I started procrastinating. I started to fear finishing it, actually. I was afraid that I would go through all of this, only to find that my novel was still nonpunishable. That I would be a failure at the one thing I really wanted to do. That I would let down everyone who had believed in me and supported me up to this point. Even thinking about my novel started to make me feel anxious and depressed.

Luckily those people who believed in and supported me, continued to do so. I was ready to throw in the towel on more than on occasion. But after a serious kick in the ass from my partner and biggest supporter, I realized that the only way I was going to fail all of these people, and fail myself, is if I stopped trying. I was going to quit because I was afraid to fail. That didn’t make sense. That didn’t even leave me a sliver of a chance to succeed. I’m no gambler, but those are some shitty odds. So I made myself do it.

And as I plowed through I realized that it’s a better novel now than it ever was. And what I considered my best before is sorely lacking compared to my best today. I have become a better writer for this process. And every time I have to do this in the future, I’m going to come out ahead. This is what it’s all about. Blood, sweat, and tears, no lie. Lots and lots of tears. It’s no cakewalk… no wonder so few people make it in the publishing game. Will I be one of them? Only time will tell. But I’ve learned so much in the process that, if nothing else, I can say that my attempt wasn’t a failure.

So the final result? I cut over 20,000 words from original text. I’m down to 127,191 words, down over 50 pages of info dense text. And I feel like a new person with a new and better book. I’m read to start all over again.

I will be looking for beta readers for this round, if anyone is interested in helping. Please send me a message.

Thanks for reading!

Book Review: Deliverance by James Dickey

I mostly intended to review science fiction and fantasy books on this blog, in keeping with the theme of my own novel. But I’m taking a break from SF for a bit, and I wanted to share my thoughts on this book with you.

I watched the movie, once upon a time, though I thought I knew what it was about and I thought it wouldn’t interest me. I was surprised to be wrong in both cases. And then surprised again when I discovered that Deliverance is a book as well as a movie, written in 1970 by one of America’s best known poets.

Or so they say. I don’t know much about American poets.

But after discovering that, despite its reputation, the movie was more about outdoor survival than cornholin’ hillbillies I decided to give this previously unknown (to me) American classic a try. And Dickey doesn’t disappoint!

I really liked this book, though I hovered between a three and four star rating. What had me leaning toward the three was the dialogue. All of the dialogue felt unnatural and forced, like watching old movies where every line is so thought out and perfect that you can’t imagine a person actually speaking that way. Even the use of colloquialism came off as contrived and stilted, and I had trouble picturing the characters as having a conversation. It was like they were speaking into a void, not playing off one another at all. And on top of that the narrative voice is inconsistent with the narrator’s speaking voice, which bothered me. Except for the usage of the word “I” to denote who was speaking, I would never have believed it was the same person. Perhaps this was done for stylistic reasons, but I felt it was awkward. This could be simply that I’m not sure what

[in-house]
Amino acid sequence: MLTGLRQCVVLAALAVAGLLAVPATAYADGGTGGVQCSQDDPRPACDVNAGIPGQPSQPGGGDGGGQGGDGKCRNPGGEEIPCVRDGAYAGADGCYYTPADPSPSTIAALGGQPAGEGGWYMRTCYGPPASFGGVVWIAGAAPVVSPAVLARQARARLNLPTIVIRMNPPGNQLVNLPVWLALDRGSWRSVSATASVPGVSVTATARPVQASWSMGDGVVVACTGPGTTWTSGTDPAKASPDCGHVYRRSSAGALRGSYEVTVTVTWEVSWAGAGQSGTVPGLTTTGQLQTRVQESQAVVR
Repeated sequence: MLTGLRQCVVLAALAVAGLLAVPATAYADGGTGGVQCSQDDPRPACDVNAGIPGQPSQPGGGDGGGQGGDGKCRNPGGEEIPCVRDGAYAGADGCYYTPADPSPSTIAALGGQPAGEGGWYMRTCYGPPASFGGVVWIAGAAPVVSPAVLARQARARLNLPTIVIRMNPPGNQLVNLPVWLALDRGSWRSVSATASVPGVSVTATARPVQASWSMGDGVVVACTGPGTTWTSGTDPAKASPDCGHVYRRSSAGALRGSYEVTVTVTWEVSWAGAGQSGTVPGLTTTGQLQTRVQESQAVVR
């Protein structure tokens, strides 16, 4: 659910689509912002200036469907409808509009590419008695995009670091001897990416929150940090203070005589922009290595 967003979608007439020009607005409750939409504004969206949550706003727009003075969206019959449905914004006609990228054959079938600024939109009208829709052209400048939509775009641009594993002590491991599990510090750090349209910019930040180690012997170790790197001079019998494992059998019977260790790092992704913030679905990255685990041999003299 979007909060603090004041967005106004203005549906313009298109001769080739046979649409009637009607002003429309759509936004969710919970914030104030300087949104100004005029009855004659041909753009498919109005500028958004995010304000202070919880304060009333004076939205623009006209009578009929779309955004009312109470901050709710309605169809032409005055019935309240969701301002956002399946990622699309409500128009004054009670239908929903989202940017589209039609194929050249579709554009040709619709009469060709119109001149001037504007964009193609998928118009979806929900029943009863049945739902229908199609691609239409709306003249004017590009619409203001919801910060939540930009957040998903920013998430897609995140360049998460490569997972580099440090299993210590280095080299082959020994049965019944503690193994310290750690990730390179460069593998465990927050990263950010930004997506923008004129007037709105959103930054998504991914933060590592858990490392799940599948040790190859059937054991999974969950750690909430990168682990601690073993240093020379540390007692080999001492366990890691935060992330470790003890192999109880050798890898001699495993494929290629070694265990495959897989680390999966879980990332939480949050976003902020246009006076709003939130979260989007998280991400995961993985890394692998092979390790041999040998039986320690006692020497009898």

This problem with dialogue is almost exacerbated by the pure and beautiful prose in between. Really, Dickey is a poet. He conjures stunning images with remarkable simplicity, and is well-able to evoke the spirit of that wild Georgian river and the fear and grandeur it inspires in four unskilled men who attempt to master it and themselves.

This is a very manly book—it is about men, and as near as I can tell (as a woman) it delivers a view of the world that is purely masculine. Indeed, the only appearances by women are like bookends to the story; they appear at the beginning and the end to offer contrast to the heart of the story. This didn’t offend me. It is interesting to see, actually, how little women and feminine imagery seemed to play in this text. Some reviewers have mentioned homoerotic undertones in Deliverance, and although I can see why they might interpret it that way, I felt it was something more than that (or less).

Ed, the narrator, and to a lesser degree, Drew and Bobby, idolize the über macho Lewis, whom they have followed into the wilds of southern Georgia. Lewis is the kind of man who doesn’t feel alive until his life is threatened—a disillusioned suburbanite who throws himself into thrill seeking hobbies to distract himself from his own mortality. Though the other men are mostly satisfied with their lives, Lewis’ need for adventure is contagious and they find themselves agreeing to a white water canoe trip that is completely out of their league.

The book is rife with comparisons between the men, physical and psychological, and most of this centres upon Ed’s idealization of Lewis’ masculinity and physical prowess. There is a sexualized kind of flavour to this idealization as well, though I felt it came out of Ed’s desire to be like Lewis rather than some repressed urge to sleep with him. Sure, Ed admires Lewis’ glistening thigh muscles a few times, but he does so through a lens of hero worship.

For Ed, this trip is about his own masculinity. He needs to prove to himself that he can be like Lewis, and when they get out there on the river, he needs to prove to himself that he can best nature. Nature is an interesting character in the book as well; the river plays as integral a role in the story as any of the four men. But Dickey keeps nature a nearly androgynous entity, and when he stray from this even nature becomes a masculine force. This is an odd departure from tradition in western literature, I think, especially for bodies of water which are nearly always described in feminine terms. Dickey’s nature is all crashing white water, sharp rocks, rigid cliff-faces, and roaring in the ears. It emasculates the group as surely as do the sodomizing hillbillies the book is so famous for.